MERCEDES-BENZ has launched its first production electric vehicle as the industry ramps up its assault on Tesla.
Dubbed the EQC, it is just the first in a long line of Mercedes EVs that will swamp the market in the next five years.
The EQC shares basic underpinnings with the tried and tested C-Class and GLC SUV.
The mid-size electric SUV will go head-to-head with the likes of the Tesla Model X and the coming Jaguar I-Pace, due in October.
The EQC follows a similar format to the all-wheel drive Tesla and Jaguar with an electric motor powering each axle. The dual electric motors endow the SUV with deep power reserves making a combined 300kW and 765Nm.
Top speed is limited to 180km/h and it can sprint from a standstill to 100km/h in 5.1 seconds.
An 80kWh battery gives the EQC a claimed range of more than 450km. The vehicle can be charged at home via regular power point or a Mercedes-Benz installed Wallbox for increased speed.
The quickest possible top-up is by a direct current fast-charging station which can add 70 per cent battery life in 40 minutes.
However, selection of the Comfort, Eco, Sport and Max Range driving modes will have a big bearing on how far that charges lasts. In the more economical modes, the EQCs uses a haptic accelerator pedal, which vibrates to prompt the driver to take the foot off and coast.
The EQC features the brand’s latest cockpit format, which is dominated by two large digital monitors running lengthwise along the dash.
Its infotainment tech, known as MBUX (Mercedes-Benz User Expereience) employs artificial intelligence to learn a driver’s habits and preferences to tailor the infotainment and in-car functionality to suit.
MBUX can understand that a driver prefers certain radio stations at different times of the day or often makes particular phone calls on the way to or from work and will send pertinent prompts.
Production of the EQC is due to start next year and Australian deliveries — with prices tipped to start from about $100,000 — are most likely to arrive at the end of 2019 or early 2020. Full details will be revealed closer to the local launch date.
However, this is just the beginning for Mercedes-Benz. The EQC is just the first of 10 electric models planned to enter production by 2022.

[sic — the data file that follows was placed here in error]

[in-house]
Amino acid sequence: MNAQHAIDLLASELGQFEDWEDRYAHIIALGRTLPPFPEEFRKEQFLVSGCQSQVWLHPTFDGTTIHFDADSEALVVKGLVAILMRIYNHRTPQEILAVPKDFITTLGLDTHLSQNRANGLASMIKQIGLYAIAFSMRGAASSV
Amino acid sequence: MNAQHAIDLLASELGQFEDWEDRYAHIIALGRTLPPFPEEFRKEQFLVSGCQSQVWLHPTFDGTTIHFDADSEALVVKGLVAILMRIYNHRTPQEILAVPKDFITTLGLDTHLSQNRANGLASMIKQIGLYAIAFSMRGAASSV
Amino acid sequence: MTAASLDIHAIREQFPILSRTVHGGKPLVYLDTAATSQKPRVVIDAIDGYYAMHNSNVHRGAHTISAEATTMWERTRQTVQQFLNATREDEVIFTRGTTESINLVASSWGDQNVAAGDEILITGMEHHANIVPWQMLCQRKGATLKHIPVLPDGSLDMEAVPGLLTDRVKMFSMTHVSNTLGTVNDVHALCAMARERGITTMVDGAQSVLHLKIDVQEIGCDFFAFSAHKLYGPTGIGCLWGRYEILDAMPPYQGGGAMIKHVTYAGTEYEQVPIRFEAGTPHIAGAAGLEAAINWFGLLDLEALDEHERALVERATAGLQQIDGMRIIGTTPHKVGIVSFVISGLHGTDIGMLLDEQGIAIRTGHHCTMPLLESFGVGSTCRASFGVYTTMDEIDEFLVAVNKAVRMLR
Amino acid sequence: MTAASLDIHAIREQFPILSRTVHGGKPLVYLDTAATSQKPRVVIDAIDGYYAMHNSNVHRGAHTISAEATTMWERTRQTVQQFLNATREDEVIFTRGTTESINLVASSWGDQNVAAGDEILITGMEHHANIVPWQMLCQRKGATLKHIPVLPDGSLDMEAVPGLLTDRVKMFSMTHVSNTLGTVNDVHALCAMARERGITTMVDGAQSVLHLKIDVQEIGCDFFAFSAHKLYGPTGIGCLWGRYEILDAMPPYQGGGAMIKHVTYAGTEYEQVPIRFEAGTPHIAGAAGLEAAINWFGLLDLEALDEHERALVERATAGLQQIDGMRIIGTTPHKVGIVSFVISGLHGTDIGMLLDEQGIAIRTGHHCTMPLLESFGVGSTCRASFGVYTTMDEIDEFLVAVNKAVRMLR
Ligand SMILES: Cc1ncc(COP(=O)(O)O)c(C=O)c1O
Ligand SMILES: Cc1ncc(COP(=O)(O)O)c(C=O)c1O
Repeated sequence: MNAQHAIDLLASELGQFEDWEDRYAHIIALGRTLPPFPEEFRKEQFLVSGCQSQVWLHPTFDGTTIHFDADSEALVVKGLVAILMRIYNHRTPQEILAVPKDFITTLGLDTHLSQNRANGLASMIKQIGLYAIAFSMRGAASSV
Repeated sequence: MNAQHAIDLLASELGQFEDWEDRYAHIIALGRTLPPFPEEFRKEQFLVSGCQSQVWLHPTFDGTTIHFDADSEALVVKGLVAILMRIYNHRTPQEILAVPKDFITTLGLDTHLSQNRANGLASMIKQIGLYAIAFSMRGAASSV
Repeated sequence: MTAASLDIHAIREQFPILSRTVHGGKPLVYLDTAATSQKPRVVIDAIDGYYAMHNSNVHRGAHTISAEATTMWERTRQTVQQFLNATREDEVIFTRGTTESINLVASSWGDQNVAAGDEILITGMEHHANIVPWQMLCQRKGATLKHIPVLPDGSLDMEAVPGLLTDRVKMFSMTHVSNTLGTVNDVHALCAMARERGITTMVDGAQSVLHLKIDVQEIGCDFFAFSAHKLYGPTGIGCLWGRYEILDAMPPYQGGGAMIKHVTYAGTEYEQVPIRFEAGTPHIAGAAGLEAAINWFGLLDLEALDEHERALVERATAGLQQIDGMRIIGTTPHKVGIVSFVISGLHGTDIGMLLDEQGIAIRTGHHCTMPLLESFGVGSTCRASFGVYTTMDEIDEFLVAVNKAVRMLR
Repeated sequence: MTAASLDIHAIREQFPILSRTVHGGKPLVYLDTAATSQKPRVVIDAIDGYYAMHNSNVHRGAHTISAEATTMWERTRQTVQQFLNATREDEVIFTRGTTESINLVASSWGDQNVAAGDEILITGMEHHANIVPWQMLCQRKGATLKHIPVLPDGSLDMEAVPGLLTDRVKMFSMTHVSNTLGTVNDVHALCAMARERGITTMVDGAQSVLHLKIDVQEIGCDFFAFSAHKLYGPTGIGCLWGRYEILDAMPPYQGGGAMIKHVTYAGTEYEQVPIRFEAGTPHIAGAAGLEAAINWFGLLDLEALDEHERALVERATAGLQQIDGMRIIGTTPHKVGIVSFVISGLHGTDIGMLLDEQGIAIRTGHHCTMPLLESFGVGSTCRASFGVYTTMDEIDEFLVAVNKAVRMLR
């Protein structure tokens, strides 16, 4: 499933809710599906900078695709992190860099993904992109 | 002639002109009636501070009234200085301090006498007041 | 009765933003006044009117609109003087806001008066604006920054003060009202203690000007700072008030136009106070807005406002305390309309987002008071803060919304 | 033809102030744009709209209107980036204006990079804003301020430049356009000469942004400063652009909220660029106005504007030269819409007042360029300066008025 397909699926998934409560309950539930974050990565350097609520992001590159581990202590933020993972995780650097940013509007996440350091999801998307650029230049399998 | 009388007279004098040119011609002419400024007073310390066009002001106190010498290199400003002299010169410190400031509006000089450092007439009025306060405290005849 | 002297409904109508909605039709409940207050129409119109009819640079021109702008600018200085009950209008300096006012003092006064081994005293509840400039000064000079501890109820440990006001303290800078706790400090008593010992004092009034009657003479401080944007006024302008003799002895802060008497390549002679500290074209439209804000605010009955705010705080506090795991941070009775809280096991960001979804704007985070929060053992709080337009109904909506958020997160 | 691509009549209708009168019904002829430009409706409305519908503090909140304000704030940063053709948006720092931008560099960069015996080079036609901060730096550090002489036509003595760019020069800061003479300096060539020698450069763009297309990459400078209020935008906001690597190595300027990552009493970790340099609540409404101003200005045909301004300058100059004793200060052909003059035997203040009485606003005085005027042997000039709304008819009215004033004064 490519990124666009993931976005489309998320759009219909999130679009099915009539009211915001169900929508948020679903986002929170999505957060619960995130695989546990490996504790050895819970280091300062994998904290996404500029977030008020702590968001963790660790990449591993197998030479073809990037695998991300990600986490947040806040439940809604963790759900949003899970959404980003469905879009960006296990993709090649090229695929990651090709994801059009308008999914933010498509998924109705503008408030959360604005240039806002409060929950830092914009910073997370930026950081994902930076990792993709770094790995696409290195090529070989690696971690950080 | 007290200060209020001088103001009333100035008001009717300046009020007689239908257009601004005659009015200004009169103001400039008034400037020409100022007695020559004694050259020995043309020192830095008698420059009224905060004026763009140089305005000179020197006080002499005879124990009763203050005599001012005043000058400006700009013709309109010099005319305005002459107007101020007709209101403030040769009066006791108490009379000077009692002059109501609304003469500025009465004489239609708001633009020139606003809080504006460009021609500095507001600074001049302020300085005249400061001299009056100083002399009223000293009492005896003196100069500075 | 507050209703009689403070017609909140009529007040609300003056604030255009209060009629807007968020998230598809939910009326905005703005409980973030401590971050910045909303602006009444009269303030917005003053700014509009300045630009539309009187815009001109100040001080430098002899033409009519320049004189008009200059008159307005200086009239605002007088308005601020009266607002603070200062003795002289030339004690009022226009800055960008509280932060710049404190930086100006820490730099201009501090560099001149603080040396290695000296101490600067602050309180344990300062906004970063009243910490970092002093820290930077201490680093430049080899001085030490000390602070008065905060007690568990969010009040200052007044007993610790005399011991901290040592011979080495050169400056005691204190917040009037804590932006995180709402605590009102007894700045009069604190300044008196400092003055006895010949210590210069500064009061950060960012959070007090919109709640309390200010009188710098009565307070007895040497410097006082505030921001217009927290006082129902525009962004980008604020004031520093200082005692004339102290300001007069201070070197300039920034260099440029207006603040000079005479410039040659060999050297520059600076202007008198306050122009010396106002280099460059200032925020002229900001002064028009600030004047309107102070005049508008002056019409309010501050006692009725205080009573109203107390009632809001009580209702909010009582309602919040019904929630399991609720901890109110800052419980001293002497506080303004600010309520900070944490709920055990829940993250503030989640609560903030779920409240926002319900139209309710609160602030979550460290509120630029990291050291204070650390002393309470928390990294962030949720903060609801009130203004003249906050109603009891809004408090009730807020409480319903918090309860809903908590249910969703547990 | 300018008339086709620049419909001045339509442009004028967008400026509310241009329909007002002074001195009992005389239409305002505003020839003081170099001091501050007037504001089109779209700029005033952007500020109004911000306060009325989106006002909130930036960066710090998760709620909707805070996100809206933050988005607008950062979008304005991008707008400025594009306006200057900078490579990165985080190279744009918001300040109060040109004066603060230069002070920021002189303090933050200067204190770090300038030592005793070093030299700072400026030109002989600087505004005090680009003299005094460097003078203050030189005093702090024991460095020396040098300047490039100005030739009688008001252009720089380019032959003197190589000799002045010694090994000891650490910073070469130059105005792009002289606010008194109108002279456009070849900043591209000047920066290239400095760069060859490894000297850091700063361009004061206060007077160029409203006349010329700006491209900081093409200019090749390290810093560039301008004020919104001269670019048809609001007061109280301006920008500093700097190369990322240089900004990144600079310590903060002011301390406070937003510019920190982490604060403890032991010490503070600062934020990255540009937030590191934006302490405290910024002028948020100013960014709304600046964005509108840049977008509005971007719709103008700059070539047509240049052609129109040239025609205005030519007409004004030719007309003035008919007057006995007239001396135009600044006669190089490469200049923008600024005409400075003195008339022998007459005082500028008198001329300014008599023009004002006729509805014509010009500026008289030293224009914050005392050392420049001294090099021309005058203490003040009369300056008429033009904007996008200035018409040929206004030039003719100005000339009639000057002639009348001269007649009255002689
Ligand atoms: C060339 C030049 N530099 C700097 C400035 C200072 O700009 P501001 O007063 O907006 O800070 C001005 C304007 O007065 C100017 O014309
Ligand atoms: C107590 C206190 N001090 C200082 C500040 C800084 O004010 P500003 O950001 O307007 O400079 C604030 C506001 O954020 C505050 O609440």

Next up is the EQA compact hatch. The urban focused EV, shown in concept form at the 2017 Frankfurt motor show, is expected to be revealed in production guise next year.
“With the EQC — the first fully electric SUV from Mercedes-Benz — we are flipping the switch,” says Mercedes-Benz chairman Dieter Zetsche.
“Electric drive is a major component in the mobility of the future. We are therefore investing more than 10 billion euros in the expansion of our EQ model portfolio, and more than one billion euros in global battery production.”
Australians for now starved of electric vehicles. The cheapest option is the pint-sized Renault Zoe, priced from $47,490 before on-roads. The Zoe was originally only available to fleet buyers but has since been opened to the public.
“As at the end of June 2018, our sales to fleet customers this year have surpassed our initial sales projections,” says Renault Australia boss Andrew Moore. “Since commencing sales to fleets in late 2017, we’ve seen demand from a passionate group of customers who would like the opportunity to purchase a Renault electric vehicle and we’re thrilled to now be able to offer this.”
The next most affordable EV is the BMW i3 which starts at $68,700.
Tesla has the Model X SUV and the Model S luxury sedan, each costing more than $100,000. Both models are one of the better known EVs in the local market and benefit form the brand of cool that surrounds Tesla and its enigmatic boss Elon Musk.
However, Tesla needs a more affordable option to become a prominent player in the future and the $60,000-plus Model 3 is still 18 months away at the earliest.
Other brands will beat Benz to the showrooms.
Jaguar is launching its I-Pace SUV in October with prices starting from $119,900. The Indian-owned British badge’s first EV stacks up favourably compared to the EQC with a larger battery providing better performance and slightly longer range.
Audi has yet to reveal its e-tron electric SUV in full but it has started production of the mid-size zero-emission vehicle at its factory in Belgium.
The Audi claims super-fast charging with an 80 per cent top-up in just 30 minutes. Its futuristic digital side mirrors display on monitors on the inside of each door.
Hyundai may have the biggest effect on the market when it brings the cut-price electric Kona SUV and Ioniq small car to Australia.
The Kona has been confirmed to arrive here early next year and the maker is aiming for a sub-$50,000 price tag when it lands in showrooms.
The little SUV is claimed to have range of 482km/h which trumps all electric cars but the Teslas.
Hyundai is finalising the Ioniq range of two hybrids (one of them a plug-in) and an EV. The Ioniqs will have a much shorter range and will be more urban focused.
The Nissan Lead is back for its second crack at the Australian market. The urban runabout is the highest selling EV in the world but it failed to generate many sales the first time down under.